Bangalore: India's industrial output probably eked out a small rise in April over a year earlier of just 1.7 per cent after falling in March, a pace suggesting little pick up in the economy after a slump in growth at the start of the year.
In the first three months of calendar 2012 economic growth slumped to its weakest annual pace in nine years, sparking calls for policy action from both the government and the Reserve Bank of India (RBI).
Industrial output forecasts in a Reuters poll of 24 economists ranged from a fall of 1.5 per cent to a rise of 3.3 per cent. Four respondents predicted a fall.
January-to-March GDP figures showed that manufacturing shrank 0.3 per cent from a year earlier, the biggest drag on the quarter\'s growth.
Although March output slipped from a year earlier by 3.5 per cent, economists said the expected growth in April was too mild to indicate the economy's health was improving as the new quarter began.
"(Industrial output) growth rate has been very weak for a long time and I don't see any reason for it to be out of line with the almost zero growth rate we have seen in the last few months on average," said Andrew Kenningham, a senior economist at Capital Economics.
"There is nothing to indicate (GDP) growth is picking up in the second quarter after clocking the slowest rate in nine years."
Indeed, infrastructure sector output, covering major industries such as mining and utilities that account for about 38 per cent of industrial output, grew 2.2 per cent in April, the same pace as March. Four of its eight components in the infrastructure data fell.
So any pick up in industrial output in April probably reflected a low year-earlier comparison rather than fresh signs of growth, economists said.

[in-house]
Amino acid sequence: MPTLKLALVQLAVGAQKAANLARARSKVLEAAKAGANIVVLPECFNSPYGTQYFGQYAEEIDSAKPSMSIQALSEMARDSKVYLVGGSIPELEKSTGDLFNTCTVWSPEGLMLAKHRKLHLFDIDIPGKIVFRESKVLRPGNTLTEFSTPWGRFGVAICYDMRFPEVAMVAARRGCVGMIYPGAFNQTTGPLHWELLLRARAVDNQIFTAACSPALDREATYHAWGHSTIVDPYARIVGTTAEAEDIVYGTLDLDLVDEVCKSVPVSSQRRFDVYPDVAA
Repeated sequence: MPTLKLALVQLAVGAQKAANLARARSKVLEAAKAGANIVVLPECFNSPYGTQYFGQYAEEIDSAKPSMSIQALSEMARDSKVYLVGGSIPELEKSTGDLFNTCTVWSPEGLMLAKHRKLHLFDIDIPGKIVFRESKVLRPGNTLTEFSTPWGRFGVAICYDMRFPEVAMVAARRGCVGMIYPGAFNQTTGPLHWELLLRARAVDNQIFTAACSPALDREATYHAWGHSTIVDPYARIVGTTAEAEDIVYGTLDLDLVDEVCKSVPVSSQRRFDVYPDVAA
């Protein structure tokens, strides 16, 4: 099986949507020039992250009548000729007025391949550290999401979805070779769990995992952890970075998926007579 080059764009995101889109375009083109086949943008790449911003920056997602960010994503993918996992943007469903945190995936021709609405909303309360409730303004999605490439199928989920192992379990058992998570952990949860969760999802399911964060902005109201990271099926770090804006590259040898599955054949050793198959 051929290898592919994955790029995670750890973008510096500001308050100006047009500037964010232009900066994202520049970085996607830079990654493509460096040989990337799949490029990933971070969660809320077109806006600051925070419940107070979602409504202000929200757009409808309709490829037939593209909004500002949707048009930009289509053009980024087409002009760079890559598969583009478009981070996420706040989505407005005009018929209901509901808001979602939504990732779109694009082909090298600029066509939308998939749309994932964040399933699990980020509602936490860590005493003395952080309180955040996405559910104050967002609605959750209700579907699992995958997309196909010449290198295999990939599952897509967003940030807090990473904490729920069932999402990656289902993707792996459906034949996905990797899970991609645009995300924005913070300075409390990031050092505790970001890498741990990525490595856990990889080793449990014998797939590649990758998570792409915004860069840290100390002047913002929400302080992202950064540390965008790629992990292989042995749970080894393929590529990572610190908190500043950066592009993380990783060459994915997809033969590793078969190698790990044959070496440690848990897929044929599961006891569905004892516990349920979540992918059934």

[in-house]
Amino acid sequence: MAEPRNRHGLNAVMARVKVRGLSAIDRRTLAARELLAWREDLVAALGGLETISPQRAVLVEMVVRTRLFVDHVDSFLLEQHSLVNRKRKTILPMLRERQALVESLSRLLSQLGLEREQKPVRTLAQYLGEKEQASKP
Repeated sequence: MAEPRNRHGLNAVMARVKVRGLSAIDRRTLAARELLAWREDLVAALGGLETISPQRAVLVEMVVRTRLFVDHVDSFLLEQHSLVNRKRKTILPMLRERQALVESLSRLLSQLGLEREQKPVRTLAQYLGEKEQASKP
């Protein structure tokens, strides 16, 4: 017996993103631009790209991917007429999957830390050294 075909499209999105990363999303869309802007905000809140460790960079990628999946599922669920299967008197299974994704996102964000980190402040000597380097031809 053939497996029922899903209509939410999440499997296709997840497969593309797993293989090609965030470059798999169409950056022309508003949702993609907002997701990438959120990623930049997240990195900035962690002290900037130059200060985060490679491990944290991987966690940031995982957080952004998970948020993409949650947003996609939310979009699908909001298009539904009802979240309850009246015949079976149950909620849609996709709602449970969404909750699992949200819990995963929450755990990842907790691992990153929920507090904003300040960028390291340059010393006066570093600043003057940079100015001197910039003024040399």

The median is a far cry from the average growth of more than 9 per cent between December 2009 and June 2011 but is roughly in line with the findings of a purchasing managers' survey that showed India's factory sector picked up in April after two consecutive months of slowing growth.
"Two per cent can hardly be called stellar but it is some reversal after what looked like a slightly strange March number," said Robert Prior-Wandesforde, economist at Credit Suisse in Singapore.
"The infrastructure index was again quite soft but at the same time we know the base effect is very helpful for industrial production in April."
January-to-March GDP figures showed that manufacturing shrank 0.3 per cent from a year earlier, the biggest drag on the quarter's growth.
The government has blamed factors beyond its control, such as the euro zone debt crisis, for its economic woes. But corporate investment has slowed down as the government struggled for fresh initiatives on the economy.
Stubbornly high inflation, and high fiscal and trade deficits have led to comparisons with India's balance of payments crisis in 1991.
While the government has struggled for fresh policies to help boost the economy, the central bank is expected to cut its repo rate by 25 basis points to 7.75 per cent at a policy review on June 18, the consensus of a Reuters poll shows.